Tag Archives: Rural West

8,500 hours of Community Service benefits Enniskillen and Omagh

Figures compiled for 2016/17 by Probation show that offenders on Community Service in the Enniskillen and Omagh area have completed 8,500 hours of unpaid work to benefit local communities. That is over £63,750 worth of work to help local communities in Enniskillen and Omagh.

Probation’s Chief Executive, Cheryl Lamont said, “Probation works by changing lives for safer communities and Community Service is a key element in our work. It is a visible and practical method of ensuring offenders pay something back to the community while helping them to develop skills they can use in the future which will prevent them continuing in a cycle of crime.

Community Service is one of the most successful court sentences in terms of preventing re-offending. Three out of four people who complete community service do not re-offend within one year.

Over the past seven years this has translated into over one million hours of unpaid work, worth over seven million pounds, invested into local communities, across Northern Ireland.”

Rural West Area Manager, Paul Devlin said “We supervise offenders who work on a range of projects including environmental clean ups, painting and decorating premises used by community groups, grass cutting and general maintenance on projects such as the Share Centre, Lisnaskea which is the largest residential outdoor activity centre in Ireland which deals with people from all backgrounds, the new Eco Centre at Mullaghmore, and Omagh’s Castleview Community Association. We also work closely with all local churches and community groups maintaining grounds and graveyards.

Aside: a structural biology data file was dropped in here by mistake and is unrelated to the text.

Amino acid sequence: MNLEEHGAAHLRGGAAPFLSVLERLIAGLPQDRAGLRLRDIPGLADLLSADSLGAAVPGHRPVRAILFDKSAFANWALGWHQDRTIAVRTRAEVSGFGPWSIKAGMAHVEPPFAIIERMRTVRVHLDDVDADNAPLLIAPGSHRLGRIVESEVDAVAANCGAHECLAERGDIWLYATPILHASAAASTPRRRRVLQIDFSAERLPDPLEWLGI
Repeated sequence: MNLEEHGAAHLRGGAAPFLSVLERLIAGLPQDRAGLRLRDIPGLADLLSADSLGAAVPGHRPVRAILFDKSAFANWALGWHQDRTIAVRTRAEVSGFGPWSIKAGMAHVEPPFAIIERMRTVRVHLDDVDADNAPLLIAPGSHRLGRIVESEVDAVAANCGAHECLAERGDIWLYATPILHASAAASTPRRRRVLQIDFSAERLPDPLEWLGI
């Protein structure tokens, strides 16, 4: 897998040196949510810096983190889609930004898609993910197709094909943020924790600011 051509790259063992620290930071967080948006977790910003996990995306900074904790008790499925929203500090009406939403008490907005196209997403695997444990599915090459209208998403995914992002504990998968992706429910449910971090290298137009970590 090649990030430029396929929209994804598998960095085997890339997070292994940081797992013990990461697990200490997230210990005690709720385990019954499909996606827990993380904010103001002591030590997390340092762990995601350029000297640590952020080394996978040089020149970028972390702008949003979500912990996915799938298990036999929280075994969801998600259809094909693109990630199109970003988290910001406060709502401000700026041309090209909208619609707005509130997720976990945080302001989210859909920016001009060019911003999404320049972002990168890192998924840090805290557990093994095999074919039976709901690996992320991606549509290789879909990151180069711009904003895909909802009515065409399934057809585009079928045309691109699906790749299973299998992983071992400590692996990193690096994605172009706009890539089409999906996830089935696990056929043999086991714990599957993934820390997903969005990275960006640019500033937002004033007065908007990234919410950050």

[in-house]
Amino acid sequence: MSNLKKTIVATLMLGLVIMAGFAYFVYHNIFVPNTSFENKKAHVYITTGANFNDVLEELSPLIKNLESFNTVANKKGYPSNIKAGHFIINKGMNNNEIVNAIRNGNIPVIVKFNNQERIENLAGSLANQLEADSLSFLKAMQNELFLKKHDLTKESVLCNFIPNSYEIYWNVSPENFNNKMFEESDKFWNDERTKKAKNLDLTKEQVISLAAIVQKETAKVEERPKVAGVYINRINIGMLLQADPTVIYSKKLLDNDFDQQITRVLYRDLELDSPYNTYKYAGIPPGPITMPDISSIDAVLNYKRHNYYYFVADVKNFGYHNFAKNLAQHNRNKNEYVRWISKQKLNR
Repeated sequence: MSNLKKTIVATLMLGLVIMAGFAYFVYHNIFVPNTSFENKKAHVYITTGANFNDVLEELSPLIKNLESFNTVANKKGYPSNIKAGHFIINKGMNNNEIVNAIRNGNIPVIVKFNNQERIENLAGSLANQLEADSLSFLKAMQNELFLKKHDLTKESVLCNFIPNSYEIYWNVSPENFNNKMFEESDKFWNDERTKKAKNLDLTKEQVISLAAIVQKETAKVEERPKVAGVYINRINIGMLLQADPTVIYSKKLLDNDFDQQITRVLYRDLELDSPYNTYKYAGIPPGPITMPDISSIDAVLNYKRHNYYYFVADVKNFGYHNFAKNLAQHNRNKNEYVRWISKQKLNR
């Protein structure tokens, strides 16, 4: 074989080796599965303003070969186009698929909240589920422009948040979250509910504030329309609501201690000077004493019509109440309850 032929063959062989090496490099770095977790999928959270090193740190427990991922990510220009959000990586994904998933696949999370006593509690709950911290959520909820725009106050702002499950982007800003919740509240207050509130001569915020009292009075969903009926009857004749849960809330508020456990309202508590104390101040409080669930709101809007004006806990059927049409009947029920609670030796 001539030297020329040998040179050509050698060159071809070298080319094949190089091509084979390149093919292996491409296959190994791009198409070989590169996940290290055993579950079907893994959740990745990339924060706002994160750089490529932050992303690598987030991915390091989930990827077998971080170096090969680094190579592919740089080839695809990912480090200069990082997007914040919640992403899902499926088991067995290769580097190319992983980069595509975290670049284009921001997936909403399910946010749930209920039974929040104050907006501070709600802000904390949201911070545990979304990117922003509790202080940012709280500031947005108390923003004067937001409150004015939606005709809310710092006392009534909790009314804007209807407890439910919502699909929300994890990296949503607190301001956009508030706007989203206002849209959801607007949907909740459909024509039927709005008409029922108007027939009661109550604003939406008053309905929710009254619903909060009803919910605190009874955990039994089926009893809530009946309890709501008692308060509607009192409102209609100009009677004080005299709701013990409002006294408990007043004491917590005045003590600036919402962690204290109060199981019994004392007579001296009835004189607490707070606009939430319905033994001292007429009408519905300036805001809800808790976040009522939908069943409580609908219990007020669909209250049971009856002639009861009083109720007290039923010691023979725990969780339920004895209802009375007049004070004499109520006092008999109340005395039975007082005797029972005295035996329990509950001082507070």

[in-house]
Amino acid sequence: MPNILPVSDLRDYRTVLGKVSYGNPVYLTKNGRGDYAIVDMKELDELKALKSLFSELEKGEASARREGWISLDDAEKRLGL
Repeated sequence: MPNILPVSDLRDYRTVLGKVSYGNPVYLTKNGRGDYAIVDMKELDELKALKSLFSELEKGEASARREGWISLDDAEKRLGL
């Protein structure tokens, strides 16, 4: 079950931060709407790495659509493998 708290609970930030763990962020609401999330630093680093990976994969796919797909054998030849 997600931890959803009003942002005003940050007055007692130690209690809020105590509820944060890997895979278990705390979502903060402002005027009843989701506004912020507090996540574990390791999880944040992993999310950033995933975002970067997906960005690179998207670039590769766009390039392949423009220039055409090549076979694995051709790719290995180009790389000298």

Through these and many other projects over the last year, 8,500 hours of unpaid work has been delivered equating to a reparative value of over £63,750. Many communities within the Rural West area have benefitted from this as a result.”

Offenders who carry out this unpaid work are able to give something back to communities, make reparation for the crimes they have committed and develop skills to help change their lives away from a cycle of crime. Probation staff supervise these sentences in a robust manner and if someone breaches their sentence they are returned to court.”

If any community group or member of the public has an idea for a project that offenders could work on for the benefit of your community, they can nominate a project for offenders to undertake at www.pbni.org.uk or you can email us at this address: communityservice@pbni.gsi.gov.uk

ENDS                                                                                                                             

  1. The Criminal Justice Inspection in their follow up report “A follow-up review of the Probation Board for Northern Ireland’s Community Service Scheme” used a reparative value calculated against the National Minimum Wage for the Community Service Scheme. This reparative value calculation was used to show the reparative value of Community Service for the year 2016/17. Currently this is £7.05 for 21 to 24 year olds and a living wage of £7.50 for 25 year olds and over. Most of those on Community Service are 25 years or older.